Stem-Cell Technologies

Reeve, Fox and Komen
Do you know the connection?  They were avid supporters of embryonic stem-cell research.  Christopher Reeve, aka Superman, was the first celebrity to be used as a political lobbyist and financial backer of such research.  In 1995, he was thrown from his horse and sustained a spinal injury that paralysed him from the neck down.  He believed that embryonic stem-cell research was his only hope of walking again, despite the fact that, at his time of need, adult stem-cell treatments were restoring sensation in spinal-cord injured people.  He died in 2004.

Michael J. Fox, the actor from the Back to the Future trilogy, was diagnosed with Parkinson’s disease in 1991.  Again, he became a vocal celebrity advocate for embryonic stem-cell research.  Interviewed on US television, he has recently admitted that there have been ‘problems along the way’, and that other forms of treatment, especially newer drug regimens, are now showing more promise.

‘Komen for the Cure’ is a breast cancer foundation, which supports research, education, health services and social support in the USA and 50 other countries.  In 2011, it changed its position on funding those engaged in embryonic stem-cell research.  Its website stated, ‘Komen supports research on the isolation, derivation, production, and testing of stem cells that are capable of producing all or almost all of the cell types of the developing body and may result in improved understanding of or treatments for breast cancer, but are derived without creating a human embryo or destroying a human embryo.’  In 2012, its website was updated to include, ‘A recent review of our funded grants revealed that human embryonic stem-cell tissue has not been used in breast cancer research funded by Komen.’  And, ‘Whether embryonic stem cells will have a role or will be of value in the fight against breast cancer has not been clearly determined.  To this point, embryonic stem-cell research has not shown promise for application in breast cancer.’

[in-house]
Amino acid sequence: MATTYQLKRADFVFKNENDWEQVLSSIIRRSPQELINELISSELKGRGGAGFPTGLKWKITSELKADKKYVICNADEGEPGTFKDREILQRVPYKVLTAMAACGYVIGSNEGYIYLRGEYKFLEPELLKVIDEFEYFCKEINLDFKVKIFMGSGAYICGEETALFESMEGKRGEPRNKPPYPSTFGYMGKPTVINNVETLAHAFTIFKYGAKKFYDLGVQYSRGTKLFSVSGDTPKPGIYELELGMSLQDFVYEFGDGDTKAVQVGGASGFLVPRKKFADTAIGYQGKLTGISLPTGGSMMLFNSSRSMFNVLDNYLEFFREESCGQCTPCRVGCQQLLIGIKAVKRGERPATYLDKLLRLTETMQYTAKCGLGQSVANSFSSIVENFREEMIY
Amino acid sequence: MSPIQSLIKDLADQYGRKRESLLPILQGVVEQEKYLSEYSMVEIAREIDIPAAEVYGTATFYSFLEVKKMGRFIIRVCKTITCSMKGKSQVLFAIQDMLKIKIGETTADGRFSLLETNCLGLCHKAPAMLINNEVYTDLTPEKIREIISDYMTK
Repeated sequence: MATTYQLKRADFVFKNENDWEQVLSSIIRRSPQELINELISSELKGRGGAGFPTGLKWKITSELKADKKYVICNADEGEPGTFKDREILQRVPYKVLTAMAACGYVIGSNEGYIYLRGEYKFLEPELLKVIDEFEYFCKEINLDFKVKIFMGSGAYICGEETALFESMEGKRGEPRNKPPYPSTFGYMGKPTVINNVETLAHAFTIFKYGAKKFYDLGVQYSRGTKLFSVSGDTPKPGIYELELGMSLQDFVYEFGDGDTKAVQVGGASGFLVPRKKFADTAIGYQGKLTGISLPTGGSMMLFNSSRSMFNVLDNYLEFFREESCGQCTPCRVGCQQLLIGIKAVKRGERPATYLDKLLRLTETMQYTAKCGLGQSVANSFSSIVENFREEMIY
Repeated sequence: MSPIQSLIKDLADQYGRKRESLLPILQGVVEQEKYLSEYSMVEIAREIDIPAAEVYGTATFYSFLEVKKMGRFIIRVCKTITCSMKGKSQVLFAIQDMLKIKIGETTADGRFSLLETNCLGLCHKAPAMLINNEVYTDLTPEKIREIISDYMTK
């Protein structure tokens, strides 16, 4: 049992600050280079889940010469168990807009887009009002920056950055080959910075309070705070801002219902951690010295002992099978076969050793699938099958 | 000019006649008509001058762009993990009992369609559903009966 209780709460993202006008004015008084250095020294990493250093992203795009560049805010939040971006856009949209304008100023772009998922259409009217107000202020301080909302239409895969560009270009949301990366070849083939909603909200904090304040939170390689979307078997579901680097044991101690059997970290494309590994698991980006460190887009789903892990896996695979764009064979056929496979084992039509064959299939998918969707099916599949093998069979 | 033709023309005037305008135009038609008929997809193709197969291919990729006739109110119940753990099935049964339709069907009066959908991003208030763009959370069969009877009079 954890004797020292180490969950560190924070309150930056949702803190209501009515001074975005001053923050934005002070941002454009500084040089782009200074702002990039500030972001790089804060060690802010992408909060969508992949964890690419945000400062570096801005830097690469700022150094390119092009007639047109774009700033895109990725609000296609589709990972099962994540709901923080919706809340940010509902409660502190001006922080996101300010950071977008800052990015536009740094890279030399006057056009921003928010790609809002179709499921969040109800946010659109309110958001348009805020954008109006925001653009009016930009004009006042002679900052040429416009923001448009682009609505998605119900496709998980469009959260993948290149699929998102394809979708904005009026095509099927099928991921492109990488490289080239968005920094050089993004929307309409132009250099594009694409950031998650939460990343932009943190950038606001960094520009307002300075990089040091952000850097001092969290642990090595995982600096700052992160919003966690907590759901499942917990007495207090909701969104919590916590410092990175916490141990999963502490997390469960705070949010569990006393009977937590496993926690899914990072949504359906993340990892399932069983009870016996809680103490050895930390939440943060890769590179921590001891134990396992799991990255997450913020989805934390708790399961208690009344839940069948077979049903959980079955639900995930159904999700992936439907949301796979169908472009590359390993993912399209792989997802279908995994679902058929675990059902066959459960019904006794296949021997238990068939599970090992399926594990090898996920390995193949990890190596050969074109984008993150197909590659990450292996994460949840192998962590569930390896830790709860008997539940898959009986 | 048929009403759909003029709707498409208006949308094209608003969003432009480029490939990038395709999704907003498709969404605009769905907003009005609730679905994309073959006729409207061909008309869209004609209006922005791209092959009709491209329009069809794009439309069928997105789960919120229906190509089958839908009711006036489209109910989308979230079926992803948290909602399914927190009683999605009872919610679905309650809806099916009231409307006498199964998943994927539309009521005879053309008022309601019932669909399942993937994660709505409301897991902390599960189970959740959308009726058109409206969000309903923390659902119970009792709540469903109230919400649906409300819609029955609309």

There is now a decidedly more sober, less hyped, assessment of the promise of embryonic stem cells among scientists, politicians and even celebrities.  The razzmatazz has died down.  Meanwhile, it has been estimated that as many as 50,000 people worldwide have benefited from adult stem-cell treatments.